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Effectiveness of a blended care programme for the discontinuation of benzodiazepine use for sleeping problems in primary care: study protocol of a cluster randomised trial, the Big Bird trial
  1. Kristien Coteur1,
  2. Marc Van Nuland1,
  3. Marc Vanmeerbeek2,
  4. Gilles Henrard2,
  5. Sibyl Anthierens3,
  6. Kris Van den Broeck3,
  7. An De Sutter4,
  8. Hanne Creupelandt4,
  9. Dirk Devroey5,
  10. Roel Van Overmeire5,
  11. Anne-Marie Offermans6,
  12. Nadine Kacenelenbogen6,
  13. Annouschka Laenen7,
  14. Catharina Mathei1
  1. 1Department of Public Health and Primary Care, KU Leuven, Leuven, Belgium
  2. 2Department of General Practice, Université de Liège, Liege, Belgium
  3. 3Department of General Practice, University of Antwerp, Antwerpen, Belgium
  4. 4Department of Public Health and Primary Care, Ghent University, Gent, Belgium
  5. 5Department of Family Medicine and Chronic Care, Vrije Universiteit Brussel, Brussel, Belgium
  6. 6Department of General Medicine, Université Libre de Bruxelles, Bruxelles, Belgium
  7. 7Interuniversity Institute for Biostatistics and statistical Bioinformatics, Leuven, Belgium
  1. Correspondence to Kristien Coteur; kristien.coteur{at}


Introduction Problematic benzodiazepine use is a global health issue. Although the adverse side effects of long-term use of benzodiazepines are well known, it remains difficult to implement interventions for discontinuation in primary care. Considering the success of blended care for the treatment of sleeping disorders and the support of substance use disorders, evidence suggests that a blended care approach, combining face-to-face consultations with the general practitioner with web-based self-learning by the patient, is beneficial for the discontinuation of chronic benzodiazepine use for primary insomnia in general practice. Therefore, the aim of this study is to evaluate the effectiveness of such an approach for the discontinuation of benzodiazepine and zolpidem, zopiclone and zaleplon drugs ((z-)BZD) use in the long term and evaluate the implementation process.

Methods and analysis This study is a multicentre, pragmatic, cluster randomised controlled trial with 1200 patients, included by 120 general practitioners. Allocation to usual or blended care happens at the level of the general practice in a 1:1 ratio using a block randomisation system stratified per language. The study population consists of adult primary care patients who have been using (z-)BZD for primary insomnia on a daily basis for at least 6 months. Primary outcome measure is the proportion of patients that discontinued (z-)BZD at 12 months assessed by toxicological screening for (z-)BZD in urine. Secondary outcomes include discontinuation of (z-)BZD at 6 months, quality of life and the number of defined daily doses of (z-)BZD prescribed. Data will be collected using a study-specific online platform and analysed using the intention-to-treat approach. The process of implementing blended care will be evaluated in a nested study.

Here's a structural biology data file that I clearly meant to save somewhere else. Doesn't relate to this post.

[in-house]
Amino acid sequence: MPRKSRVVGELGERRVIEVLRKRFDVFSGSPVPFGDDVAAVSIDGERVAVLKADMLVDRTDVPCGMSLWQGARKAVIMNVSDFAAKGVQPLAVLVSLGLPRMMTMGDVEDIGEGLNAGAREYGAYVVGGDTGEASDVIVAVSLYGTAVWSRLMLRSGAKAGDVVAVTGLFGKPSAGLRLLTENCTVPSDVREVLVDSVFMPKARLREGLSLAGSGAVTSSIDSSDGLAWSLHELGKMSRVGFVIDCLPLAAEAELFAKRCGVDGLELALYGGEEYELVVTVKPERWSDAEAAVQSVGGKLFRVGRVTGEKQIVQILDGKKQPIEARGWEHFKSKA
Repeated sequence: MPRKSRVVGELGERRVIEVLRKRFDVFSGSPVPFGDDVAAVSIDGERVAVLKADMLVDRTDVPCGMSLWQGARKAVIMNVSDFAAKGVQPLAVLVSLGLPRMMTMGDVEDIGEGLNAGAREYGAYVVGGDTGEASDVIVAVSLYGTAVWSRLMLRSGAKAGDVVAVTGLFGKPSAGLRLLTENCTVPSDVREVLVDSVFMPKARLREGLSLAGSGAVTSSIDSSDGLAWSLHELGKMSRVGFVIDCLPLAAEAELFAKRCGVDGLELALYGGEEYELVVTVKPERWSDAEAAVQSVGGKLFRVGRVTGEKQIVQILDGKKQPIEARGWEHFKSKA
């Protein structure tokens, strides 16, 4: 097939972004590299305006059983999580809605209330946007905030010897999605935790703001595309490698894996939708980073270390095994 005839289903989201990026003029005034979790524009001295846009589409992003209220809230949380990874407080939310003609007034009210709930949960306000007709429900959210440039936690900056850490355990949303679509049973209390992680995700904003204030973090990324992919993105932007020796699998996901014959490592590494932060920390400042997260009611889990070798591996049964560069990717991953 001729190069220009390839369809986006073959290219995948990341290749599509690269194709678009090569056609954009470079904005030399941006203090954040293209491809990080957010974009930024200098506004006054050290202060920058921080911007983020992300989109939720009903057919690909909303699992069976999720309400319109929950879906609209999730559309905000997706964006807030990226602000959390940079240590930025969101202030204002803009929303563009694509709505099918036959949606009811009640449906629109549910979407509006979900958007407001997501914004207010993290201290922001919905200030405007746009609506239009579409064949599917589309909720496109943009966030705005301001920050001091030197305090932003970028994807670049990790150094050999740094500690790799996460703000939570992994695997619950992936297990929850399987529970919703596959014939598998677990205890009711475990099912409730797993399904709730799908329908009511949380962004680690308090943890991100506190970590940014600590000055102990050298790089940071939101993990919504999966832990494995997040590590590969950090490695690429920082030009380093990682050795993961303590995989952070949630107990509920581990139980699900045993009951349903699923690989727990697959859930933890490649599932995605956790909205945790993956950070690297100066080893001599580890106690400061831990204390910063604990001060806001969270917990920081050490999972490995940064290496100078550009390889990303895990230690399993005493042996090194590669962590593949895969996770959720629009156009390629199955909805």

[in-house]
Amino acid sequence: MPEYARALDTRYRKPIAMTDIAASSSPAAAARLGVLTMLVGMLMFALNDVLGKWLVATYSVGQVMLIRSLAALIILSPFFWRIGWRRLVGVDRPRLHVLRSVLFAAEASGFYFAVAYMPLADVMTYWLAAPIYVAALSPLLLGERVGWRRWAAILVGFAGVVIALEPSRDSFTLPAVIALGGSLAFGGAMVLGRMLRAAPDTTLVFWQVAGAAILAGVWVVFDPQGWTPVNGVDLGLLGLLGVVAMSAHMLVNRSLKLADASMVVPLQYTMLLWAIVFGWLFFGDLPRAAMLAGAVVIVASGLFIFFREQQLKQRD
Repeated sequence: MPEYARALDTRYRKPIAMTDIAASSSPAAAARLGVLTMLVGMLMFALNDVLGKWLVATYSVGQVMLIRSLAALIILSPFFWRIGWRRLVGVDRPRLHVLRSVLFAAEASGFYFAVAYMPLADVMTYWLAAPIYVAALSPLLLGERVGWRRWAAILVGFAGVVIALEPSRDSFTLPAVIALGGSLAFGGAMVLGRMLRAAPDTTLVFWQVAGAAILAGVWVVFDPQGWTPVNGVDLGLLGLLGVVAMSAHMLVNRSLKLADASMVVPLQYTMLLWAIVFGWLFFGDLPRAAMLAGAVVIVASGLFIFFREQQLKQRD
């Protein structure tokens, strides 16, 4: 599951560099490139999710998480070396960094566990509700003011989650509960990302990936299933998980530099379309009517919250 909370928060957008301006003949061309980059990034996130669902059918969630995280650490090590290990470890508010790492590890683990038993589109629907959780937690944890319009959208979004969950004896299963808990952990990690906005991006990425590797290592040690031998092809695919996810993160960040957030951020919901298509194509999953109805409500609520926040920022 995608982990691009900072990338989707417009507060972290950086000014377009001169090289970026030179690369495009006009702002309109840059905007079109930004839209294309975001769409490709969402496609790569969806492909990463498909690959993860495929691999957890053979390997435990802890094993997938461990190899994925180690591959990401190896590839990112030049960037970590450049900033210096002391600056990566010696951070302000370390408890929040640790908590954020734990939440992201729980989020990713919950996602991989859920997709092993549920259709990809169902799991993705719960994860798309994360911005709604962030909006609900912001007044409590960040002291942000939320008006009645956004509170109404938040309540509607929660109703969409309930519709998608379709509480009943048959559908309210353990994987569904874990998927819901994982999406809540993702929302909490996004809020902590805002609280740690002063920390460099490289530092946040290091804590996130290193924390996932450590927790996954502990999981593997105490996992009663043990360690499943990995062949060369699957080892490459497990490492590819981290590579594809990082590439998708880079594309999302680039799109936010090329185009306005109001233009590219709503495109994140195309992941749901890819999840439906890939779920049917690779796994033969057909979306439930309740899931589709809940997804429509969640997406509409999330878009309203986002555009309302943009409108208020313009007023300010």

Ethics and dissemination This trial was approved by the Ethics Committee for Research of UZ/KU Leuven (ref. S61194). Study results will be disseminated via open-access, peer-reviewed publications and conference presentations.

Trial registration number NCT03937180.

  • primary care
  • public health
  • sleep medicine
  • telemedicine

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  • Contributors CM and MV are responsible for the original conception of the study and obtaining funding. They also drafted the study protocol, in cooperation with SA, who developed the nested study, and AL, who provided the statistical analysis plan. All authors assisted in finalising the protocol. CM, MVN and KC obtained ethical approval. KC wrote the first draft of the manuscript based on protocol V.1.6 dd. March 2019. CM, MVN, MV, GH, SA, KVdB, ADS, HC, DD, RVO, A-MO, NK and AL contributed to further drafts. All authors read and approved the final draft.

  • Funding This work was supported by Belgian Health Care Knowledge Centre, as part of their KCE Trials program, trial number KCE-17016.

  • Disclaimer This trial consists of independent research funded by Belgian Health Care Knowledge Centre under the Clinical Trials Programme.

  • Competing interests None declared.

  • Patient consent for publication Not required.

  • Ethics approval This trial was approved by the Ethics Committee for Research of UZ/KU Leuven (B322201939666) in March 2019 (reference number: S61194).

  • Provenance and peer review Not commissioned; externally peer reviewed.

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